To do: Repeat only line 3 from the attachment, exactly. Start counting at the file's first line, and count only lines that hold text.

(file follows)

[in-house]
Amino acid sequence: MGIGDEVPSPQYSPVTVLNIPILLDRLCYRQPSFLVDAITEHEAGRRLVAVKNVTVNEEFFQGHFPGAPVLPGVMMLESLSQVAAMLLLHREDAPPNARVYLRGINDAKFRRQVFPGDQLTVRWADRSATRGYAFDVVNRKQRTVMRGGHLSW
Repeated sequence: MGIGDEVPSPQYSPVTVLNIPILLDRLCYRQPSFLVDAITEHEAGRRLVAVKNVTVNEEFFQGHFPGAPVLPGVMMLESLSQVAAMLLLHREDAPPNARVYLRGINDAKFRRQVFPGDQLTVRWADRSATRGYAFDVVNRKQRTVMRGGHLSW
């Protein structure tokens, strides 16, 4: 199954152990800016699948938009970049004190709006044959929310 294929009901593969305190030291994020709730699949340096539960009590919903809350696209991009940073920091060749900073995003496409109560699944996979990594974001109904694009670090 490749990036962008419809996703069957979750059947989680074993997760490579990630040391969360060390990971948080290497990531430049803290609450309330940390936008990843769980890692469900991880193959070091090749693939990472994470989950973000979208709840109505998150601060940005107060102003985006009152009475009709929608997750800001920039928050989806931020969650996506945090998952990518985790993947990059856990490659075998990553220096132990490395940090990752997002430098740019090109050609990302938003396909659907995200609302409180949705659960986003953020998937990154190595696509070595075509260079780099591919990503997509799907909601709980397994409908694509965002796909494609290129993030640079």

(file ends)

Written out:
Repeated sequence: MGIGDEVPSPQYSPVTVLNIPILLDRLCYRQPSFLVDAITEHEAGRRLVAVKNVTVNEEFFQGHFPGAPVLPGVMMLESLSQVAAMLLLHREDAPPNARVYLRGINDAKFRRQVFPGDQLTVRWADRSATRGYAFDVVNRKQRTVMRGGHLSW